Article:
-Charles Samuel Fuller, (1835-1878) my 2nd great grandfather, was born in Maine, married Lydia Osborn, his second cousin, and didn't head to Iowa until after his parents were established there, as he had been drafted in 1863 into the Civil War.  He moved to Iowa with his family in 1873.  Family legend has it that he was very ill with heart troubles the entire journey.  Their son Timothy died during the journey, at the tender age of 3.  Charles died less than five years after arriving, at the very young age of 42.  His wife Lydia wasn't prepared to settle his estate, and she had to send for family friends from Maine to testify in Iowa during the probate hearings.  Once the ordeal was finished, Charles was buried next to Timothy, and Lydia moved back to Maine with the five remaining children:  Ida, Anna, Arthur, Frederick, and Edith.  Little Frederick died soon after the return trip, at the age of 6.  Lydia married William Moody, and moved to Athens, Maine in Somerset County, and lived the remainder of her life there.

-Martha Ann Fuller, (1838-1918) born in Maine, married George Henry Sheffer from Nova Scotia in 1860.  George had been living in Maine to work in the lumber business.  It is believed that they moved to Iowa first, in 1862, and encouraged Martha's parents and siblings to follow in 1863. George also worked in dry goods (presumably with his father-in-law Samuel), and in 1868 George had declared bankruptcy and did a massive estate sale at Samuel's shop.  After the 1873 fire in Samuel's shop, George became a salesman for Jordon & Sons.  They were Republicans and members of the Congregational Church.  Just before 1900, Martha and George moved to Blue Mound, Missouri to run a hotel during their retirement.  George passed away in Braymer, MO in 1906, and Martha died in Humansville, MO in 1918.  Martha's son, Samuel Fuller Sheffer, moved to Australia at some point between 1900-1904.  Samuel's son "Mel" became a successful pharmaceutical merchant in Melbourne in the 1930s, and has several descendants living in Australia today.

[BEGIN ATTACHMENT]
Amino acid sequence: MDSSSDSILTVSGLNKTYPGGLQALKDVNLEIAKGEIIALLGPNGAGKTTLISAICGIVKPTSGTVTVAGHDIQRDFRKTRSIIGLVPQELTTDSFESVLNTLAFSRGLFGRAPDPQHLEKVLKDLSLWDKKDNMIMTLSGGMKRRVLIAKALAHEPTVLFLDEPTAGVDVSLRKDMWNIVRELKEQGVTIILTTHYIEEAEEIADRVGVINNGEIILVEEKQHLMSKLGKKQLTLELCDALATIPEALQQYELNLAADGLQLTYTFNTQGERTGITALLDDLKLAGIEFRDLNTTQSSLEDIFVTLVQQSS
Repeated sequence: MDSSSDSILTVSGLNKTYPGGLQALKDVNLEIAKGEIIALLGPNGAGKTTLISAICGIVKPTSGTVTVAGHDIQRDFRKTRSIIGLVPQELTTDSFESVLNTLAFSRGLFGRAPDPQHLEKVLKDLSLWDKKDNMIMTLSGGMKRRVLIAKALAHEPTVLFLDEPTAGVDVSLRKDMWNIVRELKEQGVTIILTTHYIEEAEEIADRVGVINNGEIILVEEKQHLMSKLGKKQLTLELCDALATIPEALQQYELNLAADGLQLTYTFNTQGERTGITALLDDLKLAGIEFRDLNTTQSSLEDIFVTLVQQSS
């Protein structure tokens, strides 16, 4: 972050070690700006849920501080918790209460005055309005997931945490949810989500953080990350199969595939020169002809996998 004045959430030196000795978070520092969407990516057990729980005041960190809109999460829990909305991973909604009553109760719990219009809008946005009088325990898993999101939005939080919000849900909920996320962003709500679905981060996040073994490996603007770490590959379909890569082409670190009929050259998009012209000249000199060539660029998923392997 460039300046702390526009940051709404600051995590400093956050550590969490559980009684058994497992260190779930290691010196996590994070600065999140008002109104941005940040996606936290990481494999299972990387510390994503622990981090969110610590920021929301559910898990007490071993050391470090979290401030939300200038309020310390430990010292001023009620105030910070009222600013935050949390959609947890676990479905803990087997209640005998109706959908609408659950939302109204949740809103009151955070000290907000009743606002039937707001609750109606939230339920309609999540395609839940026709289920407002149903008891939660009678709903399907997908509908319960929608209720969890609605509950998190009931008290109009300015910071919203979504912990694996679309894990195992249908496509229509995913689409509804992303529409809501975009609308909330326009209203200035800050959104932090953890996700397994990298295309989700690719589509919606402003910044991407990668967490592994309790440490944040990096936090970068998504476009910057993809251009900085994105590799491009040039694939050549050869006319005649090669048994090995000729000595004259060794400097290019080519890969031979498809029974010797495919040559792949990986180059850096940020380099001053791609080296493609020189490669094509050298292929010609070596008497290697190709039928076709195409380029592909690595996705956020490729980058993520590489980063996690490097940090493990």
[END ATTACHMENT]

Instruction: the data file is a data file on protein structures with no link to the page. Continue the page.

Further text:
-Julietta Walker Fuller (1840-1922), known to everyone as Etta, was born in Maine (most likely Clinton, since that's where the family lived during the 1940 Census).  She married William Henry Maple from Illinois.  They moved to Chicago with their three children.  Their eldest child, Maud Maple-Miles, was a family genealogist and wrote a great many papers on the Fuller family history.  She was also a renowned artist, color theorist and engraver, and designed bronze plaques marking the Santa Fe Trail through Missouri. She also painted many large pictures of California missions for the Santa Fe stations across the country.  Maud's granddaughter Winifred carried on the family history studied into the 1980's, and had her own book on the Fuller ancestry.  Winifred lived her final years in southern California and died in 1990.

-Louisa Caroline Fuller (1842-1908) was born in Maine.  She married Charles Wood from New Hampshire in 1867 (Niles, Michigan).  They had two children and moved to Chicago ahead of Louisa's siblings.  I find no record of Louisa ever living in Ottumwa.  I believe that Louisa arrived in Chicago first, and was later followed by Etta and Alpheus when their parents passed.

-Alpheus Nason Fuller (1846-1913) was born in Waterville, Maine, and worked as a locomotive engineer on the CBQ Railroad.  He married Ella Moore, had two children (Harrison Maynard Fuller, named for his little brother) and Lucy (who only lived 18 months), and around 1895 he and Ella left Ottumwa and moved to Chicago with son, and his sisters, Louisa and Etta.  In 1897, Ella died, and Alpheus remarried to teacher Maud Hendricks of Fort Wayne, Indiana.  He filed a Will in Chicago in 1901, and his wife Maud died in 1910.  When Alpheus died (in Chambers Prairie, Washington), his Will and Estate were probated in favor of his son and granddaughter, Georgette Fuller (later Stieglitz).  The Estate was valued at $4,210 ($109,765 in 2020).